Clean beauty products are hard to find, especially when it comes to eye products. Though most of us try to ignore it, our mascaras aren’t meant to last more than three months. No one likes pink eye, but replacing a single-use product four times a year can be taxing on the environment. This is part of the problem Izzy is setting out to solve. Izzy’s Zero Waste Mascara is an innovative product that ships mascara to consumers in reusable stainless steel packaging. After three months, a new container arrives at your house, along with a prepaid, reusable shipping container to return your used product to the retailer, free of charge. The product can be ordered online for an initial price of $35 and refill prices of $19 every 3 months or $85 a year. Izzy’s zero waste model is convenient for consumers and places the burden of sustainability on the company, rather than the purchaser. Overall, I rated Izzy at 1.8 out of 3 planets, because their innovative model is a huge step for the beauty community when it comes to minimizing waste and should be emulated by others if possible, but information regarding Izzy’s labor practices and supply chain was lacking.
Izzy Beauty’s mascara shines because of its sustainable and reusable product. Each mascara is delivered in a medical-grade stainless steel tube that is sterilized and refilled by the producer after use. A new tube is shipped to your house every three months with a prepaid reusable mailer to return your used tube for sterilization. No plastic is used in the tubes, the mailers are made from upcycled materials, the brushes are reground and recycled by the producer, and the tubes are meant to be reused 10,000 times.
While creating a zero waste beauty product is incredibly impressive, I was disappointed with the lack of information I found regarding where ingredients are sourced and how the product is manufactured. The full list of ingredients in the Izzy Beauty Zero Waste Mascara can be found at the first link below. The brand states that its supply chain is entirely US-based and all manufacturing takes place within a 400-mile radius, eliminating the intensive transportation that many beauty brands use. Izzy states that the mascara is cruelty-free, zero waste, gluten-free, recyclable, sourced ethically, has a small carbon footprint, comes from a sustainable business, and uses eco-friendly packaging. These certifications are impressive, but Izzy does not provide hyperlinks to explain what that means for them or who granted them. Izzy seems committed to sustainability, and in the future, I would be interested in seeing a full page on their site outlining where their ingredients come from and who is creating them.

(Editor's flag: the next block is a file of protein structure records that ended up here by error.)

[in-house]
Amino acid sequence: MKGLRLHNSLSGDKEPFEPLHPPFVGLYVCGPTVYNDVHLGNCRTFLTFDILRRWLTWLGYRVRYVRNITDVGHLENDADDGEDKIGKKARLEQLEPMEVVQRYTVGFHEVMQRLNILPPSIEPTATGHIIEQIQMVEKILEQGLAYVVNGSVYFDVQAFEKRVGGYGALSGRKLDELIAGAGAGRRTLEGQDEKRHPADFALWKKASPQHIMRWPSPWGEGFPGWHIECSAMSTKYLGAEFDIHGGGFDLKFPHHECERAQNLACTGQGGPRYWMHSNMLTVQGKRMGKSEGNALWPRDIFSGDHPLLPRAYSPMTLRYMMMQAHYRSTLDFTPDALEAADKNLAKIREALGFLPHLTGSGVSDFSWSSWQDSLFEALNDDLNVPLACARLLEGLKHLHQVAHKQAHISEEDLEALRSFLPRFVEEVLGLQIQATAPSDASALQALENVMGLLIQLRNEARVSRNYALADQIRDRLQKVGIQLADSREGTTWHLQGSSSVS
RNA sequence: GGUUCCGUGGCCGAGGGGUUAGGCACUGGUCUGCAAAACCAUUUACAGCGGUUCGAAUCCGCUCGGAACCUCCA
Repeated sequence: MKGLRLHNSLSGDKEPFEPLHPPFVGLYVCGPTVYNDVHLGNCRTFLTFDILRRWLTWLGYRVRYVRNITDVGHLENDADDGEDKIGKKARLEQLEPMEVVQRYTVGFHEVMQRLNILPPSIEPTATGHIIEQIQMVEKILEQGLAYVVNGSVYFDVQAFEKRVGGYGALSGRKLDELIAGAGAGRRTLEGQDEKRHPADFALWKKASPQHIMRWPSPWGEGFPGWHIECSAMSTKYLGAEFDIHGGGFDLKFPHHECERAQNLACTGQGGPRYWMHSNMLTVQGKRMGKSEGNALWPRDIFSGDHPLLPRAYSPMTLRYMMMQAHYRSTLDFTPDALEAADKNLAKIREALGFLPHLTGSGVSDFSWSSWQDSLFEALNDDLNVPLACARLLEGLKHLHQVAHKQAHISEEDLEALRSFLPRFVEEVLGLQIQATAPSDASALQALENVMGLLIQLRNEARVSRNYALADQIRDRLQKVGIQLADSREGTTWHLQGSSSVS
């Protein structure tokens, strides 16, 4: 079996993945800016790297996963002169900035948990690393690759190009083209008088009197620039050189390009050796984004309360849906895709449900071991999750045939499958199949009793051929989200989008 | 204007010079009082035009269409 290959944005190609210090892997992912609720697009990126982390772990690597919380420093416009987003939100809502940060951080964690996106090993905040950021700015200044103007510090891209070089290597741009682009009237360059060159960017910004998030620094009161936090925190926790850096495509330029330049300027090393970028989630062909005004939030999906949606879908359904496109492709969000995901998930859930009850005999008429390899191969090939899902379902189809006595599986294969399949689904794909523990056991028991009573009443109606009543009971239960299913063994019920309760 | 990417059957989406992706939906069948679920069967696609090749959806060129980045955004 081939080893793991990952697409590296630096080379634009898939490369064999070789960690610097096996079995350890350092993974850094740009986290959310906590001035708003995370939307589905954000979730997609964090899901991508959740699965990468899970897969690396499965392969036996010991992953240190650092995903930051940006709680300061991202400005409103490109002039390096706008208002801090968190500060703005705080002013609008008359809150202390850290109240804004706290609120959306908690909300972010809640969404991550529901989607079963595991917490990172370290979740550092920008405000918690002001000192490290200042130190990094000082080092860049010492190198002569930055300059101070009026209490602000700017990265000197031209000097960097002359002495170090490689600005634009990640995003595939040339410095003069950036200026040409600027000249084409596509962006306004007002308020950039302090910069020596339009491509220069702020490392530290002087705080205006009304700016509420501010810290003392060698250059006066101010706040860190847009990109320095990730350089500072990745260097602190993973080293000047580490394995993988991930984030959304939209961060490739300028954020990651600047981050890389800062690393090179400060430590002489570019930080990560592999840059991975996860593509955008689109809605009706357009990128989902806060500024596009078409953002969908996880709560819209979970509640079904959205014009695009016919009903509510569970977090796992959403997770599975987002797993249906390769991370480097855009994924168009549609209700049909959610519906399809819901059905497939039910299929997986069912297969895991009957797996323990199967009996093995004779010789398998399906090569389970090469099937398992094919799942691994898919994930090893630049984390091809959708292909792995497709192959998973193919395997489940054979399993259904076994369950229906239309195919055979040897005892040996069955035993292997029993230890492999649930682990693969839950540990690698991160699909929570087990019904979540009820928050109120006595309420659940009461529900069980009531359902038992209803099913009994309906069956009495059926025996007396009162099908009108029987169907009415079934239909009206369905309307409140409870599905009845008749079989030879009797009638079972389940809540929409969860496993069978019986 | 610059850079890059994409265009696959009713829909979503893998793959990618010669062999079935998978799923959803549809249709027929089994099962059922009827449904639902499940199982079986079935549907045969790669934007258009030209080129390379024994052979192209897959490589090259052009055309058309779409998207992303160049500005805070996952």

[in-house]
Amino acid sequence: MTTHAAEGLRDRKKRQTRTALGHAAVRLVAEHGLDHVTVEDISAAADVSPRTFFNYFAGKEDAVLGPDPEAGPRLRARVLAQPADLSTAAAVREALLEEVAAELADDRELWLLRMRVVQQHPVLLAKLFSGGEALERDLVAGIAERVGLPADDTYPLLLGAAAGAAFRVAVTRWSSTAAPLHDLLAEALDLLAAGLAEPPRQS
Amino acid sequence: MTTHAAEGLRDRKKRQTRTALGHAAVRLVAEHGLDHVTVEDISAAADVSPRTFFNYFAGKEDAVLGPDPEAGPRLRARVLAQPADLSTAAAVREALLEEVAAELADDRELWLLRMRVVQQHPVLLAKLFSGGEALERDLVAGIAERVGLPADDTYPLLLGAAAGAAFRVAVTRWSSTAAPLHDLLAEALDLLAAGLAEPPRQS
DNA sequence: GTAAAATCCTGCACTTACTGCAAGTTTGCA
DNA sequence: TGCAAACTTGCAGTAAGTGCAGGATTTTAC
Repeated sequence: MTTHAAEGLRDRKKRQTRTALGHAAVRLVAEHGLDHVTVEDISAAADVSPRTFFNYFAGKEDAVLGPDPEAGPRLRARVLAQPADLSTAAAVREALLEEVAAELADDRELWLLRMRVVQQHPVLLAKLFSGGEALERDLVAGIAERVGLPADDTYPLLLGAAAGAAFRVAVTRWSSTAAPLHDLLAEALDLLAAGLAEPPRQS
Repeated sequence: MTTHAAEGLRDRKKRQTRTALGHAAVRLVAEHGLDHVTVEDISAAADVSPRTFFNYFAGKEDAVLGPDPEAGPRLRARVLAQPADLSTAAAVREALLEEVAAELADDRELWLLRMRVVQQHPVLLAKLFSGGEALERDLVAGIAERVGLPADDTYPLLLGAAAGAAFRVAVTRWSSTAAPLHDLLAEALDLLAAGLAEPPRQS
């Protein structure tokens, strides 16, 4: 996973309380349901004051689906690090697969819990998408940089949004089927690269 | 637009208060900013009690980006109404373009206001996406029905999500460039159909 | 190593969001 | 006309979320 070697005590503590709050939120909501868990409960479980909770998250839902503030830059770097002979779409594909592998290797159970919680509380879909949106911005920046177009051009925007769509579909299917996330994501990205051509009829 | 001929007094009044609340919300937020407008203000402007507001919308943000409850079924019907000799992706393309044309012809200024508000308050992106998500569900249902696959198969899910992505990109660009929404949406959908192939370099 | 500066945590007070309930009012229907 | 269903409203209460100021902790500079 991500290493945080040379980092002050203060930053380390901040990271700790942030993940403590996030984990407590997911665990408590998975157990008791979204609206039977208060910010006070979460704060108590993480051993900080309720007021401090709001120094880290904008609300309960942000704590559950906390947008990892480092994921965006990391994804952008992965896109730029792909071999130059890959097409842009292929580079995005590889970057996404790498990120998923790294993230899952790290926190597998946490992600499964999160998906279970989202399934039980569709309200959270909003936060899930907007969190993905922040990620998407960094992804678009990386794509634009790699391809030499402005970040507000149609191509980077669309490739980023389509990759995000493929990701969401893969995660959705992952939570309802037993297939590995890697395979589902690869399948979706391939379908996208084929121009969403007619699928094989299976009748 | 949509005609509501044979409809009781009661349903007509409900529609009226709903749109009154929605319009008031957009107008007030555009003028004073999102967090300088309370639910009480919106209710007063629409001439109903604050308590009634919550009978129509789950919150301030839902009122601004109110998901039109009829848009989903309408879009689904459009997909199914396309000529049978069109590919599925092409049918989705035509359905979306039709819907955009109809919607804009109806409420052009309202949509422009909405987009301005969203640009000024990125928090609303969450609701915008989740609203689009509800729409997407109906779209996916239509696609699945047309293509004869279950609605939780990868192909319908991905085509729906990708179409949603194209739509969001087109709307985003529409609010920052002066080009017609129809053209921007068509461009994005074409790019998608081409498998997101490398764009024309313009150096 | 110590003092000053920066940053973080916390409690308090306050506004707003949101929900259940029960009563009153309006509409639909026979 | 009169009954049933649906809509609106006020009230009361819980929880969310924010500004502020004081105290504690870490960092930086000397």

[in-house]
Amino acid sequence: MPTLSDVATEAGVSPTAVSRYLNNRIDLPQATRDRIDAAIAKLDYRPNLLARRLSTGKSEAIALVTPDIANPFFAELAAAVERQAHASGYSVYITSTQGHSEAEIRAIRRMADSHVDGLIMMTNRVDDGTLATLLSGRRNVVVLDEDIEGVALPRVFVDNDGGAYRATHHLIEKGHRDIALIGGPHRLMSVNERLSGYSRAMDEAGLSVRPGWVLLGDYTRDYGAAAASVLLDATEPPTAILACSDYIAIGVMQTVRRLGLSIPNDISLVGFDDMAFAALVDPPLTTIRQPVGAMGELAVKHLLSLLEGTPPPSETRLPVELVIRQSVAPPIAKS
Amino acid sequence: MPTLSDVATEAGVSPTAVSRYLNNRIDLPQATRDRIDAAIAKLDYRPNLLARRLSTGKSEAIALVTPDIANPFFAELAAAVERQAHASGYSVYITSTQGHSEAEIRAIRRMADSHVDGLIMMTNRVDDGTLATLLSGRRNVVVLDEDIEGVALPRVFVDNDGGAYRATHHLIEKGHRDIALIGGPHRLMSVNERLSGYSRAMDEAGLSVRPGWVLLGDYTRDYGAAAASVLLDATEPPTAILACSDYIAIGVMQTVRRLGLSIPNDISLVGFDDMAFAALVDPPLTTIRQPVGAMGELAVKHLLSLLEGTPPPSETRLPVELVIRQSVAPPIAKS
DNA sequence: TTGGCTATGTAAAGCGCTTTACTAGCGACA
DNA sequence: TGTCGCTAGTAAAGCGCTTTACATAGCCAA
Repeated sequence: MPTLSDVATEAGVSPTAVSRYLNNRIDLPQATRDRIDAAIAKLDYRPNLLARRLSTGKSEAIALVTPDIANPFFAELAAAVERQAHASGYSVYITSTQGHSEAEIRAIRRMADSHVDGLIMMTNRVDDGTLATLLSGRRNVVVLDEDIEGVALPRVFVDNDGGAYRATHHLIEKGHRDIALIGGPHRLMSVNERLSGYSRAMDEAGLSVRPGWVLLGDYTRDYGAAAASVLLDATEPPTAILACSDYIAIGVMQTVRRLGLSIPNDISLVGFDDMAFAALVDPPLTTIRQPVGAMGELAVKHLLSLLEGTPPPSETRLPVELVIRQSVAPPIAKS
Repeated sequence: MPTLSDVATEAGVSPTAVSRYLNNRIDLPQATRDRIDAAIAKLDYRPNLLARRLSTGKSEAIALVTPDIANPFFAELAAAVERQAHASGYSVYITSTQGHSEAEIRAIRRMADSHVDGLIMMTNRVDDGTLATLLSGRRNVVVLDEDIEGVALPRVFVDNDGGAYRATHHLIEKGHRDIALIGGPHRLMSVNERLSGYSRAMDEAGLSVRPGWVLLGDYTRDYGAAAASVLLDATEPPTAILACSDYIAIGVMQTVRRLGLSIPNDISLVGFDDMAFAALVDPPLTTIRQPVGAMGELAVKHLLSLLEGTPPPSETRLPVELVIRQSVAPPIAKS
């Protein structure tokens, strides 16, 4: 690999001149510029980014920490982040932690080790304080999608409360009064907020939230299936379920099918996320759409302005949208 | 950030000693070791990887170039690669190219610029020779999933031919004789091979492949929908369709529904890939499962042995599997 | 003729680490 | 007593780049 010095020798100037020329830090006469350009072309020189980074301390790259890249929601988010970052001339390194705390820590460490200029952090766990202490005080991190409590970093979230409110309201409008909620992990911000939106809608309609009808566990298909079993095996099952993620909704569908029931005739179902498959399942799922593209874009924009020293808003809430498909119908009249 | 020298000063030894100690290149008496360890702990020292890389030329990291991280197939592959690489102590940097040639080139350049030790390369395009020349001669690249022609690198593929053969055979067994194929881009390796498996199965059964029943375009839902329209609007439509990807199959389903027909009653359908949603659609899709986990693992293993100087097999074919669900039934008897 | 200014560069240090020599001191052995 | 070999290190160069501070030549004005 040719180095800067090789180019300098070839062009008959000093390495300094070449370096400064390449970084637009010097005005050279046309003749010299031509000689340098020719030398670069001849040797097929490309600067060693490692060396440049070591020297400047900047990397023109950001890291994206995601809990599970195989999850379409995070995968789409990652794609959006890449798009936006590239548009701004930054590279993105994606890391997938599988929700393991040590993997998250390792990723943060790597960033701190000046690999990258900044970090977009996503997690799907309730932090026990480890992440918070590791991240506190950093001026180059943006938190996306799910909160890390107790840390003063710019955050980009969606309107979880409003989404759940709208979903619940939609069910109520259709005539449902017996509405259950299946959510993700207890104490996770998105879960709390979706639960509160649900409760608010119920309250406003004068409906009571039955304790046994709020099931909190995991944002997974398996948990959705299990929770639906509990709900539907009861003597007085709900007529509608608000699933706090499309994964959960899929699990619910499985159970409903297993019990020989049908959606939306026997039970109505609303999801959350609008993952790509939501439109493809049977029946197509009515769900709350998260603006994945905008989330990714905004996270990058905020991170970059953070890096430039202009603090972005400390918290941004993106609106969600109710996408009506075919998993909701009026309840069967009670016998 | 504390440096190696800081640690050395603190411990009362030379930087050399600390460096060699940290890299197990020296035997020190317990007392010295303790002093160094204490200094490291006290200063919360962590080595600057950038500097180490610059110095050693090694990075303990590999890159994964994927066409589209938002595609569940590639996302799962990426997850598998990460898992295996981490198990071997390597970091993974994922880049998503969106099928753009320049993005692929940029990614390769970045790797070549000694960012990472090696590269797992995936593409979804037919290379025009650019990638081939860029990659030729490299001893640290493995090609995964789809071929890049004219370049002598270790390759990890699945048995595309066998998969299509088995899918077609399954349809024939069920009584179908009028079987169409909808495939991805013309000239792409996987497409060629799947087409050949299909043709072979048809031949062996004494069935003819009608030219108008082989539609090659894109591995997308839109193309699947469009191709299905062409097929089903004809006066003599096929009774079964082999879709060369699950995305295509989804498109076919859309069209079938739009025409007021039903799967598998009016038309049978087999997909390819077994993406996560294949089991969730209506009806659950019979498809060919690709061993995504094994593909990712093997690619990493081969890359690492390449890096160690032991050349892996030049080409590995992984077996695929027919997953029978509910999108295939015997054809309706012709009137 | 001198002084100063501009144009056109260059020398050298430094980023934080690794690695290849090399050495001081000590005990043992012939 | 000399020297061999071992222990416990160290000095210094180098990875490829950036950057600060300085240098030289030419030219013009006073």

Izzy’s mascara tubes are made from medical-grade stainless steel and filled at their facility and shipped to consumers. Refills are shipped in a reusable container that has postage included to return used tubes to the Izzy. All manufacturing takes place within a 400-mile radius, which eliminates some of the carbon footprint from transportation that other brands see. They also claim to reuse the water used for cleaning the containers, further eliminating waste in their process. Izzy is a newer indie brand and is vocal about how their products are sustainable; however, I was unable to find information on how exactly the products are manufactured. With no information about the supply chain besides “it’s local” and nothing about the company’s employees, Izzy does have room to grow when it comes to transparency. As I said before, Izzy does seem to be doing everything right but needs to update its website to provide more information consumers need.
Izzy’s founder, Shannon Goldberg, worked in the beauty industry for over 15 years before deciding to develop zero waste makeup out of concern for her daughter’s future. Izzy donates a portion of the profit from each purchase to three organizations: the National Forest Foundation, Her Justice, and Pencils of Promise. By donating to reforestation efforts in the United States, Izzy mitigates many of the harmful effects they might be having on the environment through the manufacturing and distribution of their products. Her Justice and Pencils of Promise are both social justice organizations. The former provides pro-bono attorneys to New York City women who cannot afford legal counsel, and the latter provides education funding to children in developing countries.
The company seems to be an overall positive one and is steps above many others in the industry when it comes to sustainability. However, I was not able to find any information about the company’s labor practices. We know that the product is manufactured domestically, but we have no information regarding conditions in their facilities, wages, or labor practices in any agricultural areas. For such a seemingly ethical brand, this should be easy information to add to the company website and I would be very interested in seeing that in the future.